14 Pentecost, Proper 17 – August 30, 2015

Mark 7:1-8,14-15,21-23

After six weeks in John’s “bread of life” chapter, we are back to the gospel of Mark. But what an odd place to land: right in the middle of an argument. Actually a familiar argument, a routine argument. Haven’t we all been in that argument about telling kids to wash their hands before dinner – either as the kid or the adult trying to get them to wash their hands?

But is that what is really going on in this passage? An argument about hand washing?  Well, yes and no. Yes, it really is about the practice of washing hands. No, as is often true in such arguments, there is often more going on beneath the surface than initially meets the eye. With our kids, maybe they just forgot. Or maybe they’ve decided that even though Mom and Dad think this hand washing-thing is important, they don’t, and, while they’re at it, maybe they’re tired of all the rules Mom and Dad are making. So maybe not washing their hands, in this case, is less about forgetfulness and more about testing their parents’ authority.

The same thing is happening here. It’s not just about washing hands, it’s about the tradition and authority behind that practice. Which is the point the Pharisees press: “Why do your disciples not live according to the tradition of the elders?” they ask, somewhat aghast at the implications of Jesus and his disciples running rough shod over tradition. What is at stake, then, is not just a specific practice but the larger question of authority. In short, the Pharisees want to know, just who does Jesus think he is to flout the tradition of the elders?

In the broadest of senses, ritual and tradition control and shape our lives from birth to death and all the years in between.  Ritual and tradition encompass more of human life than we realize.  But when you think about it, ritual and tradition pervade the ordinary routines of life to the most profound of sacraments and ceremonies, ceremonies whether in church or secular.

Take traditions in families.  Husband and wife each bring their own traditions and rituals to their marriage and blend them together, particularly at Thanksgiving and Christmas.

There is a well-known story about the feast prepared for those two occasions.  In a certain family the tradition was always to have a baked ham in addition to the traditional turkey.  But the ritual seemed to be that no matter what, they cut an inch off each end of the boneless ham and baked in the same pan beside the ham proper.  Finally the newest husband in this extended family challenged his wife and mother and sisters in law to tell him the reason.  “We’ve always done it this way in our family,” they answered.  “It’s traditional.”  His mother in law also pointed out that her mother, the grandmother of the family, did it this way.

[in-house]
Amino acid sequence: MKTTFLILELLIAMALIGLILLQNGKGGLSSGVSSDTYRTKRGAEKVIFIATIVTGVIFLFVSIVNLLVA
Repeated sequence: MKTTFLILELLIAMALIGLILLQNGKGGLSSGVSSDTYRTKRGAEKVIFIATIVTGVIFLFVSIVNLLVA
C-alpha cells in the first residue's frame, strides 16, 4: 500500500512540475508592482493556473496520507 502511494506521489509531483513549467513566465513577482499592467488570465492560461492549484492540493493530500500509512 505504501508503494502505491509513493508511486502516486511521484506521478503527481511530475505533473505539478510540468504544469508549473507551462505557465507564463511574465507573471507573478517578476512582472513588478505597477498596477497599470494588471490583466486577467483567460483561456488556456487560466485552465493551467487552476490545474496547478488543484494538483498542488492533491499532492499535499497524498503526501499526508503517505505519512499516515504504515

When the grandmother was asked, she replied likewise, “Well, my mother did it this way.”  The great grandmother was in a nursing home at a very advanced age, but was lucid.  When they all visited her that afternoon, the youngest husband asked her why she sliced off the ends of the ham before she baked it.  She laughed and said, “My pan was too small and so I sliced off the ends to make it fit.”  Hence a traditional ritual.

But not all traditions are bad.  Some traditions are important.  They can be a valuable aid in communicating to us the truth about God and the truth about ourselves.

For two thousand years, the Church has observed the twin traditions of baptism and the Lord’s Supper, Communion, and both of them are the very best kind of tradition.  They tell us who God is and who we are.  And both speak of spiritual realities behind and beyond the tradition itself.

In our text for today, Jesus speaks about the kind of tradition that fails the test.  He points out that there is a kind of tradition that gets in the way of spiritual realities rather than pointing to them. Jesus condemned such traditions that became more important than the things they represented.  In verse 8, he says, “For you set aside the commandment of God, and hold tightly to the tradition of men.”   Jesus saw through their dead tradition.  He saw that they were more concerned with outward things than they were with the things that really count.

Jesus cut through the superficiality of their outward observances to stress that the inside was more important than the outside.  Jesus was more concerned with their heart condition than their hand condition.  Someone said, “The heart of Christianity is the heart.”

What is important, said Jesus, is who you are and what you do.  And those things he enshrined in the great Summary of the Law:  You shall love the Lord your God with all your heart, with all your soul, with all your mind, and with all your strength.  This is the first and great commandment.  And the second is like it.  You shall love your neighbor as yourself.  There is no other commandment greater than these.

No longer was it necessary to obey the rituals and traditions of a thousand years earlier for the survival of a small group of tribes in a hostile land.  The Israelites had survived, but they had made the rituals and traditions the object of their worship and not God.

They used human tradition to control themselves and their neighbors and not to love them and set them free.  Enough, said Jesus.  I bring you a new commandment to add to the summary of the law.  Love one another as I love you.

The story is told of an old man who said, “When I was young, I wanted to change the world.  I found I could not do that, so I tried to change my community.  I found I could not do that, so I tried to change my family.  I found I could not do that, so I decided to let God change me.”  The strange thing is, God did change that man, and as a result, the world was changed.  It became a better place.

Jesus is changing hearts today, at the price of his cross.  He waits for us there.  Amen.